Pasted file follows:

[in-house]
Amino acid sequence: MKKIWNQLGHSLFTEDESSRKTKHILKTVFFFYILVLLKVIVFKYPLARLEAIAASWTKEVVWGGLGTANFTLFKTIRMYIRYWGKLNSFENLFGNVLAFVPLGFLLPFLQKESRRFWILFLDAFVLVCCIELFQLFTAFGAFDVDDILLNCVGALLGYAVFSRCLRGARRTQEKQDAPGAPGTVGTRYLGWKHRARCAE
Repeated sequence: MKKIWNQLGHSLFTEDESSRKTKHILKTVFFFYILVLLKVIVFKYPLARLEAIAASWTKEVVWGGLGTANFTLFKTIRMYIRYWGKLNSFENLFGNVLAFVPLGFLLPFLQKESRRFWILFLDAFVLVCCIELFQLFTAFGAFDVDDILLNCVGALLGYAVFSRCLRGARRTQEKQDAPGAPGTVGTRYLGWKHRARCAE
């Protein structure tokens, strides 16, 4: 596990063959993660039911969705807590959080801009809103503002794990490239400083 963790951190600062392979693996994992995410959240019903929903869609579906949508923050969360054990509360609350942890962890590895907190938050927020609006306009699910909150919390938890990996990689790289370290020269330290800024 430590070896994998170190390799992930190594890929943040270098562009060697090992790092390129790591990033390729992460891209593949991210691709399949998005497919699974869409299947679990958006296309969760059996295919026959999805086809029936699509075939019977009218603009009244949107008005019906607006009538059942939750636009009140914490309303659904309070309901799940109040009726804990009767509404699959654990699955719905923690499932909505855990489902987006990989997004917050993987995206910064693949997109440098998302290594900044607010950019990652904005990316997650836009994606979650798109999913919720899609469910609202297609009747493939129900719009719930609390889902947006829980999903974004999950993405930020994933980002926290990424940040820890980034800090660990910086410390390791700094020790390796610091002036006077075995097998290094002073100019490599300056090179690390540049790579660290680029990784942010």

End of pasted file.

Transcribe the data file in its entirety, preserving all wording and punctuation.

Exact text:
[in-house]
Amino acid sequence: MKKIWNQLGHSLFTEDESSRKTKHILKTVFFFYILVLLKVIVFKYPLARLEAIAASWTKEVVWGGLGTANFTLFKTIRMYIRYWGKLNSFENLFGNVLAFVPLGFLLPFLQKESRRFWILFLDAFVLVCCIELFQLFTAFGAFDVDDILLNCVGALLGYAVFSRCLRGARRTQEKQDAPGAPGTVGTRYLGWKHRARCAE
Repeated sequence: MKKIWNQLGHSLFTEDESSRKTKHILKTVFFFYILVLLKVIVFKYPLARLEAIAASWTKEVVWGGLGTANFTLFKTIRMYIRYWGKLNSFENLFGNVLAFVPLGFLLPFLQKESRRFWILFLDAFVLVCCIELFQLFTAFGAFDVDDILLNCVGALLGYAVFSRCLRGARRTQEKQDAPGAPGTVGTRYLGWKHRARCAE
């Protein structure tokens, strides 16, 4: 596990063959993660039911969705807590959080801009809103503002794990490239400083 963790951190600062392979693996994992995410959240019903929903869609579906949508923050969360054990509360609350942890962890590895907190938050927020609006306009699910909150919390938890990996990689790289370290020269330290800024 430590070896994998170190390799992930190594890929943040270098562009060697090992790092390129790591990033390729992460891209593949991210691709399949998005497919699974869409299947679990958006296309969760059996295919026959999805086809029936699509075939019977009218603009009244949107008005019906607006009538059942939750636009009140914490309303659904309070309901799940109040009726804990009767509404699959654990699955719905923690499932909505855990489902987006990989997004917050993987995206910064693949997109440098998302290594900044607010950019990652904005990316997650836009994606979650798109999913919720899609469910609202297609009747493939129900719009719930609390889902947006829980999903974004999950993405930020994933980002926290990424940040820890980034800090660990910086410390390791700094020790390796610091002036006077075995097998290094002073100019490599300056090179690390540049790579660290680029990784942010």